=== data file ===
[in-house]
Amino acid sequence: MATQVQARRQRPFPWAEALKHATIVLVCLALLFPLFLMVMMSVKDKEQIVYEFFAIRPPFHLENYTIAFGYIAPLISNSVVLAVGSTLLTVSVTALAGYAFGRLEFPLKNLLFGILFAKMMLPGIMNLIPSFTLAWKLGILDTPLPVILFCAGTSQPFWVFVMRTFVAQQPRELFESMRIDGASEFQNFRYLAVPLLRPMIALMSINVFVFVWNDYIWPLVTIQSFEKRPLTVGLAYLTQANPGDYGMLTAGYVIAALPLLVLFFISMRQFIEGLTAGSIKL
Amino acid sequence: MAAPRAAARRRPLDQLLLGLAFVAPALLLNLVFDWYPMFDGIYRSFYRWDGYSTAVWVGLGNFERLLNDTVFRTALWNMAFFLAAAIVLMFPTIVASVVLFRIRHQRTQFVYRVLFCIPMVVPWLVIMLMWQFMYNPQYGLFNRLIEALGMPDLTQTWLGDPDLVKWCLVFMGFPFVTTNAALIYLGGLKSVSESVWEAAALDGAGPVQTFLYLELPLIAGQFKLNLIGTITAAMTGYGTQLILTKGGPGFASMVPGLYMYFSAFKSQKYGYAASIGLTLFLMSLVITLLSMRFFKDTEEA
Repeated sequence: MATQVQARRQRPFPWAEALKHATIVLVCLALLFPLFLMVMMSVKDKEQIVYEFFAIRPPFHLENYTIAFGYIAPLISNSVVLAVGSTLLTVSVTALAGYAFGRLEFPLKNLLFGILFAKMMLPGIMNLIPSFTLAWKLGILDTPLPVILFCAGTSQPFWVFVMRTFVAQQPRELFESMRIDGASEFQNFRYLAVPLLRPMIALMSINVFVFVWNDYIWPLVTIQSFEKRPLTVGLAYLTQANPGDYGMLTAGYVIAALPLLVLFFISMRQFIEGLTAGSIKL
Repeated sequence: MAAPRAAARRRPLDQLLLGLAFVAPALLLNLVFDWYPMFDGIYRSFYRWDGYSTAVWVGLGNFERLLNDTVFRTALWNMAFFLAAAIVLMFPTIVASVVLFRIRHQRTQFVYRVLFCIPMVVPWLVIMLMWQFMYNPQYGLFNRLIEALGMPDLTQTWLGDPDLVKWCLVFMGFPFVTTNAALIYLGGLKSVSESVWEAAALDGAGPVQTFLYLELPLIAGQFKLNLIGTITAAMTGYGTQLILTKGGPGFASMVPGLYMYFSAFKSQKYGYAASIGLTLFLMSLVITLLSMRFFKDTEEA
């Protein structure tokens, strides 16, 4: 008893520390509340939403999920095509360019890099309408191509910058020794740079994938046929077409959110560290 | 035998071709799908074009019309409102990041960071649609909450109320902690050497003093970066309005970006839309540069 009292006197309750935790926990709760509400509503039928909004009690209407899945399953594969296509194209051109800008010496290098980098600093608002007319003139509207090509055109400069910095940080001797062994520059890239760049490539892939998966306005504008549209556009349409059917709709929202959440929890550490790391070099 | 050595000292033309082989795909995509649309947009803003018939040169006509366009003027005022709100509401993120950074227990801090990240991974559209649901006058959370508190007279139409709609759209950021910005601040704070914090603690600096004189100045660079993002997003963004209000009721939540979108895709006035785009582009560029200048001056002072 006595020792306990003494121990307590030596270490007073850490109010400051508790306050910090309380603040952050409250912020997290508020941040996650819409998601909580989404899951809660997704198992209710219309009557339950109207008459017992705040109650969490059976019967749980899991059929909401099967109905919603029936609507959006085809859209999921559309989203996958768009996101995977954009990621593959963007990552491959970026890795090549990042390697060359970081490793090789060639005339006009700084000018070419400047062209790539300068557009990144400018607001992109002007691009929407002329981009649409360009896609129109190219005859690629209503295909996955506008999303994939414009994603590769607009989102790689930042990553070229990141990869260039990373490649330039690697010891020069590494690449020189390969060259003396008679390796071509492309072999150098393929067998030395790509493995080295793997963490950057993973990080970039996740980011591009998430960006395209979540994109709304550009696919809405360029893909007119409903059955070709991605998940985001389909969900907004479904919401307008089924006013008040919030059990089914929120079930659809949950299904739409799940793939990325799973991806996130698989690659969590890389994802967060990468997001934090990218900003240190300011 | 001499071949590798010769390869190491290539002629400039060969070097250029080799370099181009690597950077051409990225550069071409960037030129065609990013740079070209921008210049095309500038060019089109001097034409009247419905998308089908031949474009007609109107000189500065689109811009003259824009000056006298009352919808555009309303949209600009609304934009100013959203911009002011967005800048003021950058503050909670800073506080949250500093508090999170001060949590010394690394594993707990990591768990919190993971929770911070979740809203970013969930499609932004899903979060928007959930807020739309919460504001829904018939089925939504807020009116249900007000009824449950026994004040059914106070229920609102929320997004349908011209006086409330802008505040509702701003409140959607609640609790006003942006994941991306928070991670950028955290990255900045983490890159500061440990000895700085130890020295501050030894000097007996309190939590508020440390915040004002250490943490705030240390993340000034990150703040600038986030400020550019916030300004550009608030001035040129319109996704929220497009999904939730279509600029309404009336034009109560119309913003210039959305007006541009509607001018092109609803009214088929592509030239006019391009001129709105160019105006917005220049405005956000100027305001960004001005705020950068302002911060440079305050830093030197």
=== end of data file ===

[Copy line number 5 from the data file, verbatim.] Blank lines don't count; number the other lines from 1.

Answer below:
Repeated sequence: MAAPRAAARRRPLDQLLLGLAFVAPALLLNLVFDWYPMFDGIYRSFYRWDGYSTAVWVGLGNFERLLNDTVFRTALWNMAFFLAAAIVLMFPTIVASVVLFRIRHQRTQFVYRVLFCIPMVVPWLVIMLMWQFMYNPQYGLFNRLIEALGMPDLTQTWLGDPDLVKWCLVFMGFPFVTTNAALIYLGGLKSVSESVWEAAALDGAGPVQTFLYLELPLIAGQFKLNLIGTITAAMTGYGTQLILTKGGPGFASMVPGLYMYFSAFKSQKYGYAASIGLTLFLMSLVITLLSMRFFKDTEEA